This October, the campus community is invited to celebrate LGBTQ+ History Month. The University’s official kickoff is Monday, Oct. 3, in Schine Student Center 304 from 4 to 6 p.m. The LGBTQ Resource Center, along with students and campus partners,…
Shepard Is Next Speaker in Carver Series Today
Short story writer and novelist Jim Shepard is the next presenter in the spring 2014 Raymond Carver Reading Series at 5:30 p.m. today in Gifford Auditorium. A question-and-answer session will precede the reading from 3:45-4:30 p.m.
The event is free and open to the public. Parking is available in SU’s paid lots.
Shepard was a 2007 National Book Award finalist in fiction for his short story collection “Like You’d Understand, Anyway” (Knopf, 2007). The book also won the 2007 Story Prize and appeared on the New York Times’ Top 100 Notable Book for 2007. During a February 2008 ceremony in which he accepted the Story Prize, Shepard said his literary success comes from having “the emotional inner life of a 10-year-old” and the curiosity of a nerd.
The collection of first-person stories reflects an eclectic sensibility, focusing on varied topics, including the 19th-century Australian frontier, Hadrian’s Wall, the 1986 Chernobyl tragedy and Nazis searching for proof of the Yeti. The collection “serves as testament not only to Jim Shepard’s talents but also to the power of the short story itself, forged from the world with a sharp eye and a careful ear, serving no agenda but literature’s primary and oft-forgotten one: the delight of the reader,” said a New York Times Book Review.
Shepard has written three other story collections: “You Think That’s Bad” (Knopf, 2011), “Love and Hydrogen” (Vintage, 2007) and “Batting Against Castro” (Knopf, 1996). His short stories have appeared in outlets that include Harper’s, McSweeney’s, the Paris Review, the Atlantic Monthly, Esquire, DoubleTake, the New Yorker and Granta. His stories have been included four times in “Best American Short Stories.”
He is the author of six novels, including “Project X” (Knopf, 2004). The novel imagines the motivation and pain behind two teenage misfits plotting their revenge in the era of Columbine-style school massacres. “Shepard boldly addresses the volatile subject of teen violence with cleansing candor, equanimity and sympathy,” wrote Booklist.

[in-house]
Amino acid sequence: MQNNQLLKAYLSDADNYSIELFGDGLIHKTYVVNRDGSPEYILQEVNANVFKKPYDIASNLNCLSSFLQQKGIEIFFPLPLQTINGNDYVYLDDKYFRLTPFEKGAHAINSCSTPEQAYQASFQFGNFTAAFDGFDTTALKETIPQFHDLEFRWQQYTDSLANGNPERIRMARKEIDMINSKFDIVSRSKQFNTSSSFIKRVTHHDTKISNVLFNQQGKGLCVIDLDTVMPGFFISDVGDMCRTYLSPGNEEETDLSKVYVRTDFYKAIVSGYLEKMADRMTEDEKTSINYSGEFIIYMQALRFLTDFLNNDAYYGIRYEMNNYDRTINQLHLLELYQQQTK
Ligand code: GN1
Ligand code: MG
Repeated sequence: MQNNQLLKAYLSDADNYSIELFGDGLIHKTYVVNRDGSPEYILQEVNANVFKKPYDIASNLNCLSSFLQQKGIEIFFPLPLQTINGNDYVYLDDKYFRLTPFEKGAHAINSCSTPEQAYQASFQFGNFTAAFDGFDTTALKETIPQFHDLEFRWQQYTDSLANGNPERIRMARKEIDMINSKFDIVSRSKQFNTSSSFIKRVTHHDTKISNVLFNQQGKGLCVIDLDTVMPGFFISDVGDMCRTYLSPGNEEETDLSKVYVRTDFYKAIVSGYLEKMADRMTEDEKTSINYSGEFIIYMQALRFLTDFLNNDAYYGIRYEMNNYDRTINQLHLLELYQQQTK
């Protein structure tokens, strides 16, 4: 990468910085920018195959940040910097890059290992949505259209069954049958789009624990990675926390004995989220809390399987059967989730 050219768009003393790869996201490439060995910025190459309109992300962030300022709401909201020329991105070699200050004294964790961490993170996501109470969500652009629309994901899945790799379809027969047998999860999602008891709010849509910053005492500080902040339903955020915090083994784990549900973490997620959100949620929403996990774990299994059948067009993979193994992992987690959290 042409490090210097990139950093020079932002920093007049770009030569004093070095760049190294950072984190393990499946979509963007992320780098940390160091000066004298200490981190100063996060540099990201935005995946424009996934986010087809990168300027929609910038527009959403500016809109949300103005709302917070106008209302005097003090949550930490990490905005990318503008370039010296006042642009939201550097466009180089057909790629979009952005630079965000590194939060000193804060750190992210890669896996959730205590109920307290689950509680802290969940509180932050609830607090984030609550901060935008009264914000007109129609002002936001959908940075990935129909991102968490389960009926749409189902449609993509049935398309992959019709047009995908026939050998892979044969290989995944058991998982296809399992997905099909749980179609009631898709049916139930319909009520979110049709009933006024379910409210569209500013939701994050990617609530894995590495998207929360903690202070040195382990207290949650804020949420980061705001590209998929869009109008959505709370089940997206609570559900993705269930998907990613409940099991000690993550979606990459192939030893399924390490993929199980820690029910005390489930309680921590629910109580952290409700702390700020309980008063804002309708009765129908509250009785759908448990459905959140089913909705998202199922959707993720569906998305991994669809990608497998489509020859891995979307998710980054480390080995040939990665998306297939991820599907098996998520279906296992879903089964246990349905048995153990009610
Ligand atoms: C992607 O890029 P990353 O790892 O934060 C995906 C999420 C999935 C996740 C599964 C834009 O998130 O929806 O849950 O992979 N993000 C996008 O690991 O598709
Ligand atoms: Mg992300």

Shepard teaches at Williams College in Williamstown, Mass.
He will visit campus as the Richard Elman Visiting Writer. The Richard Elman Visiting Writer is supported by a generous gift from Leonard Elman in honor of his late brother Richard. In addition to the Raymond Carver event, Shepard will conduct a seminar for M.F.A. students and critique their work.
In an interview with the literary website FiveBooks.com, Shepard compared writing short stories to guerrilla warfare: “You get in fast, do what’s necessary and get out. … The analogy is meant to illuminate the relative alacrity and economy with which short stories operate, as opposed to novels, where it sometimes feels like there’s a lot of groundwork that must be laid before you get to the main body of the narrative.”
He also said the short story form seems “to be suited to our frenetic modern lifestyle. … Short stories at their best show us how we live and why we live the way we live.”
SU’s reading series is named for Raymond Carver, the great short story writer and poet who taught at SU in the 1980s and died in 1988, and is presented by the Creative Writing Program in The College of Arts and Sciences.
Spring 2014 Series Schedule
The series will continue with the following authors. Further information is available by calling 315-443-2174.
April 16: Brooks Haxton G’81 is the author of eight books of original poems and translations from the French and ancient Greek. His books include “They Lift Their Wings to Cry” (Knopf, 2008) and “Uproar: Antiphonies to Psalms” (Knopf, 2004). He is the translator for “Selected Poems” by Victor Hugo (Penguin Classics, 2002). His forthcoming book, “Fading Hearts on the River” (Counterpoint, May 13, 2014), follows his son Isaac’s unlikely career as a poker player. Haxton teaches English in The College of Arts and Sciences.
April 23: Ellen Bryant Voigt is the author of several poetry collections, including “Headwaters: Poems” (Norton, 2013), “Messenger: New and Selected Poems 1976-2006” (Norton, 2007) and “Shadow of Heaven” (Norton, 2002). Voigt served as the Vermont State Poet from 1999-2003.